The idea that Apple could release an external GPU enclosure box isn’t as crazy or stupid as you might think. With Apple’s penchant for designing around compressed thermal enclosures in its ultra-thin computers, much of the fastest graphics kit available on the market isn’t going to be found in any new Mac.
Poor Mac Users
And Apple’s Mac customers are the poorer for it. Why? Here’s an example: no Mac user can partake in virtual reality (for fun or critical work!) using Oculus Rift or similar devices. (see: Architosh, “irisVR CEO and Co-Founder Talks About Pro VR Industry—Oculus versus Vive and More,” 25 Feb 2016) The GPU hardware requirements for VR are too high. As a result, even some of the hottest VR software companies who have written award-winning VR software on Macs (yeah, they can write the code on a Mac…) can’t actually test their VR products on the Mac.
This is a sad and embarrassing reality. But perhaps Apple can fix this mess by releasing a cool looking Apple device called a Thunderbolt 3 enabled graphics enclosure. The devices look like tiny computers but just hold standard sized graphics cards…the hardy, fast powerful kind. One such device is the Razer Core. And this baby is a beauty. Could Apple do something like this? Absolutely. Will they? Hmm…one wonders.
Razer Core—Mac Users Not Welcome
The Razer Core features support for full-length, double-wide PCIe desktop graphics cards. And of course these contain support for the kind that support Oculus Rift, HTC Vive, et cetera. The device was the first to market around an emerging standard for external graphics enclosures known as eGFX. Intel developed the Thunderbolt 3 standard with the idea of external graphics systems in mind, among other purposes.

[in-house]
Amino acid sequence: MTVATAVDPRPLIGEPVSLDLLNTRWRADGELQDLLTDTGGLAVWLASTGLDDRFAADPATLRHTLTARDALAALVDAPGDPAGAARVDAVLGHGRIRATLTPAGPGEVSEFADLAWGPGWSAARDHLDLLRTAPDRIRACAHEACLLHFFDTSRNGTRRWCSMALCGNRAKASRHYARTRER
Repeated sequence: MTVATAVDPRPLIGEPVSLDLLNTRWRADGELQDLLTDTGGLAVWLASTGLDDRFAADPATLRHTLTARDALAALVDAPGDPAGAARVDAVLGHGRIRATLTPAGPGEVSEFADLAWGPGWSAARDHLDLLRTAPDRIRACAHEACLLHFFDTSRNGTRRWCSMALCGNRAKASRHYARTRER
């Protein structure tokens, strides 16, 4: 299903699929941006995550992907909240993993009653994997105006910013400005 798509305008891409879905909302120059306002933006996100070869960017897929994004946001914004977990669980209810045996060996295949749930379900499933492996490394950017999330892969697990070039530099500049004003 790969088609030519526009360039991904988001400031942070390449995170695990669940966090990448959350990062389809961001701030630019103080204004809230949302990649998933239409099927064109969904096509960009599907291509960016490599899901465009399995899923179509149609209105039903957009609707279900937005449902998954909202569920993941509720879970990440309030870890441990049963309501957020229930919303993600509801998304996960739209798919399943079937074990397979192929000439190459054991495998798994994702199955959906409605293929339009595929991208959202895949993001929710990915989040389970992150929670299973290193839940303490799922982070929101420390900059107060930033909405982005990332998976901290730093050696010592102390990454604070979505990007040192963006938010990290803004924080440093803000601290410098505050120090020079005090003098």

Imagine your super sexy new Apple MacBook supporting the capability to tap into the power of AMD Radeon R9 Fury or the Nvidia GeForce GTX Titan X? What do you think the GPU will be on the rumored upcoming MacBook Pro? Will Mac users get a computer that can partake in VR goodness?
According to PC enthusiasts website ExtremeTech, the x4 PCI Expression 3.0 connection is not as fast as a full desktop slot. And the average performance hit is about 10%. That’s not bad all things considered. And a 10% hit should still get you over the line with VR requirements; imagine how this could serve Mac users with their virtual reality needs for games, support for industries from science, engineering, architecture and construction.
So, for Apple—and many of its competitors—whose customers love ultra-thin laptop computers, the idea of an external high-performance GPU system that by-passes all the heat and thermal issues associated with jamming ultra-high performance GPUs into mobile computers is a smart idea.